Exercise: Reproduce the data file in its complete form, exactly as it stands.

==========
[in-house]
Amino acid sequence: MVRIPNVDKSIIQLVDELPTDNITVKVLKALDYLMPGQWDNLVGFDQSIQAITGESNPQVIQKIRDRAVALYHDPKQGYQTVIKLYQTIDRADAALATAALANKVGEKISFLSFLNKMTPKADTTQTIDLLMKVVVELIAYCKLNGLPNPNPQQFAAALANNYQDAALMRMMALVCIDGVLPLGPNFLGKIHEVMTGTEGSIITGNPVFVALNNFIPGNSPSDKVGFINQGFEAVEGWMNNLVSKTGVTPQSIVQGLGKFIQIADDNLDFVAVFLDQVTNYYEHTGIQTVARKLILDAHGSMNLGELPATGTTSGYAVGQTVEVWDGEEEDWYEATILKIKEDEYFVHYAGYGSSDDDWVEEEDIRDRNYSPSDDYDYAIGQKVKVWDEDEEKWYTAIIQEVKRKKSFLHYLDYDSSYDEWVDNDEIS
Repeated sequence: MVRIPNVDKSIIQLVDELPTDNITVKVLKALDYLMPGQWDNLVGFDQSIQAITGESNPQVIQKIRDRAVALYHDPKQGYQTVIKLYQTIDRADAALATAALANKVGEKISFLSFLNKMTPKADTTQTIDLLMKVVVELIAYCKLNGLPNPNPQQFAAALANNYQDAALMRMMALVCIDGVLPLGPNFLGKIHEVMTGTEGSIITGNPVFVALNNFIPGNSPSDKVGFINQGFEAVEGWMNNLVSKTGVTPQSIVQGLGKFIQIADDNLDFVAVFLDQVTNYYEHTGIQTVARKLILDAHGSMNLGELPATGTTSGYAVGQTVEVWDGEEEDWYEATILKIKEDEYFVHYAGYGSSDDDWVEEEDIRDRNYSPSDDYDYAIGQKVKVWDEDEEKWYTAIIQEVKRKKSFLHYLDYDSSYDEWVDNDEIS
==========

[in-house]
Amino acid sequence: MVRIPNVDKSIIQLVDELPTDNITVKVLKALDYLMPGQWDNLVGFDQSIQAITGESNPQVIQKIRDRAVALYHDPKQGYQTVIKLYQTIDRADAALATAALANKVGEKISFLSFLNKMTPKADTTQTIDLLMKVVVELIAYCKLNGLPNPNPQQFAAALANNYQDAALMRMMALVCIDGVLPLGPNFLGKIHEVMTGTEGSIITGNPVFVALNNFIPGNSPSDKVGFINQGFEAVEGWMNNLVSKTGVTPQSIVQGLGKFIQIADDNLDFVAVFLDQVTNYYEHTGIQTVARKLILDAHGSMNLGELPATGTTSGYAVGQTVEVWDGEEEDWYEATILKIKEDEYFVHYAGYGSSDDDWVEEEDIRDRNYSPSDDYDYAIGQKVKVWDEDEEKWYTAIIQEVKRKKSFLHYLDYDSSYDEWVDNDEIS
Repeated sequence: MVRIPNVDKSIIQLVDELPTDNITVKVLKALDYLMPGQWDNLVGFDQSIQAITGESNPQVIQKIRDRAVALYHDPKQGYQTVIKLYQTIDRADAALATAALANKVGEKISFLSFLNKMTPKADTTQTIDLLMKVVVELIAYCKLNGLPNPNPQQFAAALANNYQDAALMRMMALVCIDGVLPLGPNFLGKIHEVMTGTEGSIITGNPVFVALNNFIPGNSPSDKVGFINQGFEAVEGWMNNLVSKTGVTPQSIVQGLGKFIQIADDNLDFVAVFLDQVTNYYEHTGIQTVARKLILDAHGSMNLGELPATGTTSGYAVGQTVEVWDGEEEDWYEATILKIKEDEYFVHYAGYGSSDDDWVEEEDIRDRNYSPSDDYDYAIGQKVKVWDEDEEKWYTAIIQEVKRKKSFLHYLDYDSSYDEWVDNDEIS